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Acre (Akko)

Ben Dor A.
Acre (Akko)

Impressive sites in the old city of Acre are the Hospitaller Knights' Halls: The Crusader quarters, Hospital, Open Court, Refectory, Dungeon, Tunnels and the crypts of a Gothic Church.

Old Akko, Israel
ME Cuisine
A Hat, good walking shoes, water, camera and goodwill are essentials for a fruitful visit.
Included in the Guided Tour
Transportation, Tips and entrance fees to the various sites not included.

Acre (Akko): The city is one of the oldest and most important coastal cities in the Holy Land, with over 4000 years of history.


The Amarna letters (c, 1,350 BCE) mention a place named Akka. In the Bible, (Judges 1:31 – P-373), Akko is one of the places from which the Israelites did not drive out the Canaanites. It was in the territory of the tribe of Asher. Throughout the period of Israelite rule, it was politically affiliated with Phoenicia rather than the Philistines.


During the Greek and Roman occupation, Josephus called it Akre. The name was changed to Antiochia Ptolemais shortly after Alexander the Great’s conquest, and then to Ptolemais after the partition of the kingdom of Alexander the Great. (Josephus Antiquities of the Jews 12:8 P-394) 


In 638 the Holy Land was conquered by the Muslims and Acre remained under Islamic control until it was captured by King Baldwin I of Jerusalem in 1104 in the First Crusade. The Crusaders made the town their chief port in Palestine. It was retaken by Saladin in 1187 and unexpectedly besieged by Guy of Lusignan reinforced by Pisan naval and ground forces at first, in August 1189. But it was not recaptured until July 1191 by Richard I of England, Philip of France in the 3rd Crusade.


When the Crusaders invaded the Holy Land for the second time in the 3rd Crusade, they made Acre their capital of the Kingdome of Jerusalem in 1192 I/O Jerusalem for they were unable to reconquer Jerusalem from the Saracens. Finally, after about 200 years of Crusader occupation of the Holy Land, they were defeated, the city was destroyed. For nearly 500 years Acre lay in ruins. Only in the late 18th century Acre was rebuilt and became a center of an Ottoman province.


The Ottomans under Sultan Selim I captured the city in 1517 and left it for almost total decay.


Towards the end of the 18th century, the city was revived under the rule of Dhaher al-Omar, a local sheikh. His successor, Jazzar Pasha, governor of Damascus, improved and fortified it.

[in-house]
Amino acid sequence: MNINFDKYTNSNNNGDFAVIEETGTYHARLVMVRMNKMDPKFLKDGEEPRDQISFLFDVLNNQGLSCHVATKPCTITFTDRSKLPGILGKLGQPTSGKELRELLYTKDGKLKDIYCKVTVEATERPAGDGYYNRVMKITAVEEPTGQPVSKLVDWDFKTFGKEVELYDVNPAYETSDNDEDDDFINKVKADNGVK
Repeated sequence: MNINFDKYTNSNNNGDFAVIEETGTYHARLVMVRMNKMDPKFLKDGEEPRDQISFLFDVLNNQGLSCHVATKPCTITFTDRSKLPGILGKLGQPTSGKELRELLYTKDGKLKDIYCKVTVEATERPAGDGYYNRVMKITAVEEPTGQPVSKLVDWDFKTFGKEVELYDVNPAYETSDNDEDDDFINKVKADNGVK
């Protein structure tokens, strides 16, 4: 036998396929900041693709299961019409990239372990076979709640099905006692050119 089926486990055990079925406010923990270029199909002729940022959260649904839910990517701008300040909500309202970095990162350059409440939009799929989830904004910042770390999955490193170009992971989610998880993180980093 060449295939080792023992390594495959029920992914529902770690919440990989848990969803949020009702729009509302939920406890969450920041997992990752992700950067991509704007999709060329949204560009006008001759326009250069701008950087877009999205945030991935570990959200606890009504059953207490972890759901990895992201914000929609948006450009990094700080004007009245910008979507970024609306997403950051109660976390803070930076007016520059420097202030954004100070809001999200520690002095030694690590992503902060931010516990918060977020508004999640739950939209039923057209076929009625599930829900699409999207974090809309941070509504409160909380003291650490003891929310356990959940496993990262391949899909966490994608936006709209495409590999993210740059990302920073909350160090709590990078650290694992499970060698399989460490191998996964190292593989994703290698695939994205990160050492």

Around 1780 Jazzar banished the French trading colony, in spite of the protests from the French government, and refused to receive a consul.

The massive walls and moats, built by El-Jazzar at the advice of his Jewish chancellor Farchi, still surround the old city with its cannons, which are two centuries old.

The Ottoman governor of Acre, nicknamed, El-Jazzar (the butcher), is credited with fortifying the city in 1799 and preventing its takeover by Napoleon’s army.


In 1799 Napoleon, following his scheme for raising a Syrian rebellion against Turkish domination, succeeded to conquer vast areas of the Holy Land finally facing Acre. After a siege of two months (March–May), he was repulsed by the Turks, aided by Sir Sidney Smith and a force of British sailors who destroyed his siege cannons.


During the British occupation, the citadel of Acre was used by the British as a prison and as a location for a gallows. Many political prisoners, mainly Jewish underground movement activists were jailed in the citadel-prison of Acre.

On May 4, 1947, the Irgun broke into the Acre citadel-prison in order to release Jewish activists. 


Today the most impressive sites in the old city of Acre are the Hospitaller Knights’ Halls: The Crusader quarters, Hospital, Open Court, Refectory, Dungeon, Tunnels and the crypts of a Gothic Church that were abandoned when the Crusaders abandoned the city, later to be destroyed and covered by dirt. The excavations of the (now underground) Crusader city began in the 1950s and is continuing till date. The area open to visitors today are the vaulted halls where the Crusaders actually lived, and a section of the escape tunnels which led outside of the city. The complex also includes Turkish baths from El-Jazzar’s time, not far from the entrance to the mosque of El-Jazzar, built on the remains of a Crusader monastery and huge cistern.


Another important site in Acre is the Baha’i gardens just outside the Old City. The Holy Land is the world’s center of Baha’i faith, since the founder of the religion, Bahaullah, was sent to Acre by the Ottoman authorities, died in Acre in 1892 and was buried there.

The Bahaullah was imprisoned in the citadel of Acre. The Baha’i shrine is surrounded by beautiful gardens.

Opening hours

09:00 - 17:00

How to get there

By bus, taxi or guided tour.

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  • Acre (Akko)
    Ben Dor A.
  • Acre (Akko)
    Ben Dor A.
  • Acre (Akko)
    Ben Dor A.
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